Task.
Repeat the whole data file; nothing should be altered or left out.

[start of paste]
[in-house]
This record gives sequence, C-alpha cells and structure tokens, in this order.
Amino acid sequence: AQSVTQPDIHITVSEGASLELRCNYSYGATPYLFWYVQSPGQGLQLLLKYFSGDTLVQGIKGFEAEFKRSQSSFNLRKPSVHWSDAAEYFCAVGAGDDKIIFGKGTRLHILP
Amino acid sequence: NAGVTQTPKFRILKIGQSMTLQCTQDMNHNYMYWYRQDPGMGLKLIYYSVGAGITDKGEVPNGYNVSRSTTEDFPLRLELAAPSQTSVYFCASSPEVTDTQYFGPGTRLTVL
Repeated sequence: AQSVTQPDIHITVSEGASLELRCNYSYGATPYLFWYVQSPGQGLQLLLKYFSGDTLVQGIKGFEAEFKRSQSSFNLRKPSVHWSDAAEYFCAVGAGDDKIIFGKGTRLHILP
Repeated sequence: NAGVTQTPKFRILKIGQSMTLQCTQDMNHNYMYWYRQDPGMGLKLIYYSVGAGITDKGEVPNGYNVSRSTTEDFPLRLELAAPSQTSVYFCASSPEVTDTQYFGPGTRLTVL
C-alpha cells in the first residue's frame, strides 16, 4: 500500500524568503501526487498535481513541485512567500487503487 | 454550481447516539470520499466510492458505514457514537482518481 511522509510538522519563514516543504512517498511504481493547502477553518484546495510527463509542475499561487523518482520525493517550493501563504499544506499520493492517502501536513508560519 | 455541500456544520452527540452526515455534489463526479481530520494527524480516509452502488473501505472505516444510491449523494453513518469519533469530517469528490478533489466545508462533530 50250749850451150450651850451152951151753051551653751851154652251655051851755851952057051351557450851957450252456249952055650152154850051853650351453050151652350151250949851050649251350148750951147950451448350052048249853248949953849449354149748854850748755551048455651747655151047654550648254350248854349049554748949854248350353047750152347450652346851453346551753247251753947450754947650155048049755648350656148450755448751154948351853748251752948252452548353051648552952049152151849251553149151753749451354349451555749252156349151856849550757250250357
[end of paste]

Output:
[in-house]
This record gives sequence, C-alpha cells and structure tokens, in this order.
Amino acid sequence: AQSVTQPDIHITVSEGASLELRCNYSYGATPYLFWYVQSPGQGLQLLLKYFSGDTLVQGIKGFEAEFKRSQSSFNLRKPSVHWSDAAEYFCAVGAGDDKIIFGKGTRLHILP
Amino acid sequence: NAGVTQTPKFRILKIGQSMTLQCTQDMNHNYMYWYRQDPGMGLKLIYYSVGAGITDKGEVPNGYNVSRSTTEDFPLRLELAAPSQTSVYFCASSPEVTDTQYFGPGTRLTVL
Repeated sequence: AQSVTQPDIHITVSEGASLELRCNYSYGATPYLFWYVQSPGQGLQLLLKYFSGDTLVQGIKGFEAEFKRSQSSFNLRKPSVHWSDAAEYFCAVGAGDDKIIFGKGTRLHILP
Repeated sequence: NAGVTQTPKFRILKIGQSMTLQCTQDMNHNYMYWYRQDPGMGLKLIYYSVGAGITDKGEVPNGYNVSRSTTEDFPLRLELAAPSQTSVYFCASSPEVTDTQYFGPGTRLTVL
C-alpha cells in the first residue's frame, strides 16, 4: 500500500524568503501526487498535481513541485512567500487503487 | 454550481447516539470520499466510492458505514457514537482518481 511522509510538522519563514516543504512517498511504481493547502477553518484546495510527463509542475499561487523518482520525493517550493501563504499544506499520493492517502501536513508560519 | 455541500456544520452527540452526515455534489463526479481530520494527524480516509452502488473501505472505516444510491449523494453513518469519533469530517469528490478533489466545508462533530 50250749850451150450651850451152951151753051551653751851154652251655051851755851952057051351557450851957450252456249952055650152154850051853650351453050151652350151250949851050649251350148750951147950451448350052048249853248949953849449354149748854850748755551048455651747655151047654550648254350248854349049554748949854248350353047750152347450652346851453346551753247251753947450754947650155048049755648350656148450755448751154948351853748251752948252452548353051648552952049152151849251553149151753749451354349451555749252156349151856849550757250250357